Let’s be real, there are a lot of bad horror movies out there. Part of that is due to the fact that there are more entries in the horror genre than perhaps any other. That is the case because they can be made so quickly and so cheaply. With VOD and DVD, and streaming, there are so many options for bad, low-budget horror content. But let’s be totally honest here, bad horror makes up a ton of what we watch.
Sometimes, we go into something blind, sometimes we know how bad it’s going to be and that’s part of the fun. But things are rarely all bad. Even the most mind numbingly stupid horror features often have at least one effect, set piece, death, or character of merit.
It’s memorable characters from otherwise bad films I want to focus on here, because they tend to stand out the most, especially in the sort of films we’re about to outline below. Great characters, even just weird, eccentric performances can make awful pictures totally watchable.
They can be the diamond in the often very rough world of low-budget B-horror. But that’s also how we wind up with over-the-top, quirky characters that help get us through otherwise miserable experiences.
Slick in Prom Night
Yeah, I’ll come right out and say it, the first Prom Night is not good. We’ve got great actors in there like Leslie Nielsen and Jamie Lee Curtis, but even they can’t save it from itself. The best decision Prom Night made as a franchise was ignoring the original. But the first movie at least has Slick. This guy doesn’t care what anyone thinks, he’s cruising his way through life, and he even wins the heart of a lovely young lady before his unfortunate death.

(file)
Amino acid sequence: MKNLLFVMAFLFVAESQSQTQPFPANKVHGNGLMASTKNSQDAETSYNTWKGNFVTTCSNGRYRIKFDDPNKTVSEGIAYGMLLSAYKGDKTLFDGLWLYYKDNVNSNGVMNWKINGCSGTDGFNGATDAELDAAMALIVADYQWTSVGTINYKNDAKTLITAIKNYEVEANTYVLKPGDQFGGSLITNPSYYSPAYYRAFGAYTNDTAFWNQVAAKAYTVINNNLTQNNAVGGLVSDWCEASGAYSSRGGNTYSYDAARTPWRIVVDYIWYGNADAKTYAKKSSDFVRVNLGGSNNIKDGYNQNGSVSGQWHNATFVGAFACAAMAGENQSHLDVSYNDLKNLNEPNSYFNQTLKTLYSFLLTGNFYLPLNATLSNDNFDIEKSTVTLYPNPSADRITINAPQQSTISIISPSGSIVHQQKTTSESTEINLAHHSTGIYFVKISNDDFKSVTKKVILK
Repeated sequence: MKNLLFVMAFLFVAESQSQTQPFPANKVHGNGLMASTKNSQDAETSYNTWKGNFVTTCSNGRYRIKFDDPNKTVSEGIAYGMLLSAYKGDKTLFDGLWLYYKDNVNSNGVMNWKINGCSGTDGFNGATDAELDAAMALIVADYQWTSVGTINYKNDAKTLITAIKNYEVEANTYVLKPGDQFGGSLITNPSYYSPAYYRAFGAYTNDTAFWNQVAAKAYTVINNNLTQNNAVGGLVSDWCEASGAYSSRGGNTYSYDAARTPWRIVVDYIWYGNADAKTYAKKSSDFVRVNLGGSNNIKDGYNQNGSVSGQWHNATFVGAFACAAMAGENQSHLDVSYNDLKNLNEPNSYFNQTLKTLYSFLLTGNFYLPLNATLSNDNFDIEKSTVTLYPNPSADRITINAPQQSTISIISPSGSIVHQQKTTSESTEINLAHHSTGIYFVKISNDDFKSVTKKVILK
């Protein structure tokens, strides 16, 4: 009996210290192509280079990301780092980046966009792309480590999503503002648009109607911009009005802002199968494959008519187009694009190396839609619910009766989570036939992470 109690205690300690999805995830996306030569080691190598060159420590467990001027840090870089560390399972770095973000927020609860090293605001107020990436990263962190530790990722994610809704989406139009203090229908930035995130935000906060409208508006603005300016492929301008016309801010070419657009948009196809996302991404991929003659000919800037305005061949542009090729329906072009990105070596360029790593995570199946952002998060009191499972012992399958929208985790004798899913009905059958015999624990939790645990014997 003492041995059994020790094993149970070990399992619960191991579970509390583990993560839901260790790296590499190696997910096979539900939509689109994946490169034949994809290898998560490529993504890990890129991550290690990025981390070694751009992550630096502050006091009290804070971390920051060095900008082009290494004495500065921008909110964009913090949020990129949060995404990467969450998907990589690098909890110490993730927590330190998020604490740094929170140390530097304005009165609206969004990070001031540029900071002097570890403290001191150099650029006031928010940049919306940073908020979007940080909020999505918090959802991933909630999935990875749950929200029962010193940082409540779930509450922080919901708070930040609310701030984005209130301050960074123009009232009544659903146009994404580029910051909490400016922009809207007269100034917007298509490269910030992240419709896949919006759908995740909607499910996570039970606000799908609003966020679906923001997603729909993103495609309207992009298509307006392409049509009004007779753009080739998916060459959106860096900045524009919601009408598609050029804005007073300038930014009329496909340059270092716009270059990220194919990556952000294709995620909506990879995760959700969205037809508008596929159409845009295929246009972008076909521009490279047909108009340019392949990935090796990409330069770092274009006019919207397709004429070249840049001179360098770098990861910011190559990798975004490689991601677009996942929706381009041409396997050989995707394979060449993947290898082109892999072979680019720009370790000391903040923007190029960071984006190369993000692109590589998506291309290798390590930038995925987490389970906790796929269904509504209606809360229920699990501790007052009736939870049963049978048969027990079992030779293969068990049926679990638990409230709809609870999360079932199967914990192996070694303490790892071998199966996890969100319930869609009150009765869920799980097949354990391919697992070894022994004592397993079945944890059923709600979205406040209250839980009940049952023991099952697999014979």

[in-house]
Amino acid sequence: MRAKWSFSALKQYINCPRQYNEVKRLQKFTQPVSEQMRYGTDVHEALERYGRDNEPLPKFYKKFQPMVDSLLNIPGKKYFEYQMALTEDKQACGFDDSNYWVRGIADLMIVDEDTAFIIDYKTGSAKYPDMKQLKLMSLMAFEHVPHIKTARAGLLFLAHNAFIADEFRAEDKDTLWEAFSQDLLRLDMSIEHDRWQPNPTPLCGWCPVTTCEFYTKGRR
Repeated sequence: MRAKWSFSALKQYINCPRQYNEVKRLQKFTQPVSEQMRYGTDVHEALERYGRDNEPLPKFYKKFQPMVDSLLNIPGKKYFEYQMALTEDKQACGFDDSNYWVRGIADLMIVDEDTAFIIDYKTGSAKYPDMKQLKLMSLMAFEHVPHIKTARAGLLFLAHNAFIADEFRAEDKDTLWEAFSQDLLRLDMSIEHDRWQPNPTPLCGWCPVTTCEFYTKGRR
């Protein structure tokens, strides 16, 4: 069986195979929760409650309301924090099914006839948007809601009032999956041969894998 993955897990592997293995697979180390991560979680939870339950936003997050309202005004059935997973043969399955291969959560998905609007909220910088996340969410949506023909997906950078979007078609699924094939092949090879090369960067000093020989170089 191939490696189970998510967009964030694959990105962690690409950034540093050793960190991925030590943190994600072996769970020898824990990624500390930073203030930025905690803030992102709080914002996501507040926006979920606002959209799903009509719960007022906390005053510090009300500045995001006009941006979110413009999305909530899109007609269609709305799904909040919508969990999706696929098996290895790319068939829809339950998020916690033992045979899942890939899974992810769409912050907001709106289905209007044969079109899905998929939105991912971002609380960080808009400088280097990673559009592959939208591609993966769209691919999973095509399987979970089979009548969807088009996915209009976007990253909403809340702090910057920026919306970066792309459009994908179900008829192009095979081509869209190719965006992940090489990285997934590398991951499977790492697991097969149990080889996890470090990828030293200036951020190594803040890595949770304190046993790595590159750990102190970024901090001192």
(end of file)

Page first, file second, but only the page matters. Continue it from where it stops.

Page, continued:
OK, I’ll be perfectly honest, I don’t actually think Witchboard is that terrible. It’s a higher-energy, and much more fun predecessor to films like Ouija. But it’s still pretty static compared to the great medium who comes in to settle the spirits halfway through. Zarabeth is quirky, offbeat, even annoying but she is a supremely memorable presence in the film. She’s easily the most memorable thing about Witchboard and even if her appearance is short-lived, she has the best death scene in the flick.
Creedence Leonore Gielgud in Troll 2
There are a couple of stand-out performances in Troll 2, believe it or not, but none that really rival the wild-eyed intensity of the movie’s antagonistic witch. Just her name alone is delightful. Somebody wrote this character, gave her those lines, and found the only person who could convincingly bring her to life.
Torgo in Manos: The Hands of Fate
Torgo is one of those once in a lifetime performances. Torgo can never be duplicated. Can never be replicated. I’m sure people 100 years from now will still be talking about Charlie Chaplin, they’ll still be talking about Anthony Perkins in Psycho and De Niro in Taxi Driver, and they’ll be talking about Torgo. Manos is never going anywhere, kids, and Torgo is the main reason why.
Vilmer in Texas Chainsaw Massacre: The Next Generation
Texas Chainsaw Massacre: The Next Generation is a bizarre, pseudo-reboot full of bad ideas in which original co-writer Kim Henkel injected his own conspiracy theories to make a version of Texas Chainsaw Massacre that would (to him) be more believable. Mind you, the original was so believable it tricked people into thinking it had actually happened and continues to do so 40 years later. Yet Next Generation is about a chainsaw-wielding family who kill teenagers to balance the scales of good and evil for an Illuminati secret society. Alas, there’s Matthew McConaughey who’s almost refreshing in his over-the-top performance as Vilmer.
Freddie in Halloween: Resurrection
Busta Rhymes’s Freddie is not the worst part of Halloween: Resurrection. I’m not saying he’s spectacular, but it’s so weird that he takes all of the blame when literally everything else in the movie is terrible. Busta Ryhmes, at the very least, looks like he’s the only one in that film that actually wanted to be there. Watching him alone in his apartment watching kung fu is the only great scene in what is by and large a total mess.
Ricky in Silent Night, Deadly Night 2
You’d think an entertaining villain would generally save a horror film, but Ricky isn’t actually in it all that much because this sequel is comprised mostly of stock footage from the original. He only really gets to go “full Ricky” in a rampage scene that’s impossible not to love.